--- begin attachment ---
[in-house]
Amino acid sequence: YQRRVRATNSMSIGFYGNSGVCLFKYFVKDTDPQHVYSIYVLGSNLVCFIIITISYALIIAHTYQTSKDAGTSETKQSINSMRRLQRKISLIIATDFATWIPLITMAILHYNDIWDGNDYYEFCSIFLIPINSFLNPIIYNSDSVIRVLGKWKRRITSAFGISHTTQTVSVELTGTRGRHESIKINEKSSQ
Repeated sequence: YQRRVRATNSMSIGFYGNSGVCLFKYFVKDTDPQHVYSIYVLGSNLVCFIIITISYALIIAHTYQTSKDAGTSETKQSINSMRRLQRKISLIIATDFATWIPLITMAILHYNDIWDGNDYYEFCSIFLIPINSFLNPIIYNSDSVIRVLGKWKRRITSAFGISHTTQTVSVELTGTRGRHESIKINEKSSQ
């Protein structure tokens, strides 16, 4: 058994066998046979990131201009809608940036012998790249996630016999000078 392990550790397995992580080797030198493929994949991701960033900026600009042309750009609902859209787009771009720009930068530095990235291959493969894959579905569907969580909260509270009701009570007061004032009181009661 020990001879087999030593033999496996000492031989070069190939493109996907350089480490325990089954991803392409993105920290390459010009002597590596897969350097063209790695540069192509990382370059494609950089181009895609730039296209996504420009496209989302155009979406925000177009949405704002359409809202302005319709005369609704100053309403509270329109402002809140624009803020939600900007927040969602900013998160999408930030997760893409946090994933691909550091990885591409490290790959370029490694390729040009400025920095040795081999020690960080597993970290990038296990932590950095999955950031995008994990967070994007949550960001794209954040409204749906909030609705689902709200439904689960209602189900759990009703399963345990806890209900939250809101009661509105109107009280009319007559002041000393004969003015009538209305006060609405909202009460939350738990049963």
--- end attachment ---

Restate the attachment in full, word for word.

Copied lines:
[in-house]
Amino acid sequence: YQRRVRATNSMSIGFYGNSGVCLFKYFVKDTDPQHVYSIYVLGSNLVCFIIITISYALIIAHTYQTSKDAGTSETKQSINSMRRLQRKISLIIATDFATWIPLITMAILHYNDIWDGNDYYEFCSIFLIPINSFLNPIIYNSDSVIRVLGKWKRRITSAFGISHTTQTVSVELTGTRGRHESIKINEKSSQ
Repeated sequence: YQRRVRATNSMSIGFYGNSGVCLFKYFVKDTDPQHVYSIYVLGSNLVCFIIITISYALIIAHTYQTSKDAGTSETKQSINSMRRLQRKISLIIATDFATWIPLITMAILHYNDIWDGNDYYEFCSIFLIPINSFLNPIIYNSDSVIRVLGKWKRRITSAFGISHTTQTVSVELTGTRGRHESIKINEKSSQ
């Protein structure tokens, strides 16, 4: 058994066998046979990131201009809608940036012998790249996630016999000078 392990550790397995992580080797030198493929994949991701960033900026600009042309750009609902859209787009771009720009930068530095990235291959493969894959579905569907969580909260509270009701009570007061004032009181009661 020990001879087999030593033999496996000492031989070069190939493109996907350089480490325990089954991803392409993105920290390459010009002597590596897969350097063209790695540069192509990382370059494609950089181009895609730039296209996504420009496209989302155009979406925000177009949405704002359409809202302005319709005369609704100053309403509270329109402002809140624009803020939600900007927040969602900013998160999408930030997760893409946090994933691909550091990885591409490290790959370029490694390729040009400025920095040795081999020690960080597993970290990038296990932590950095999955950031995008994990967070994007949550960001794209954040409204749906909030609705689902709200439904689960209602189900759990009703399963345990806890209900939250809101009661509105109107009280009319007559002041000393004969003015009538209305006060609405909202009460939350738990049963």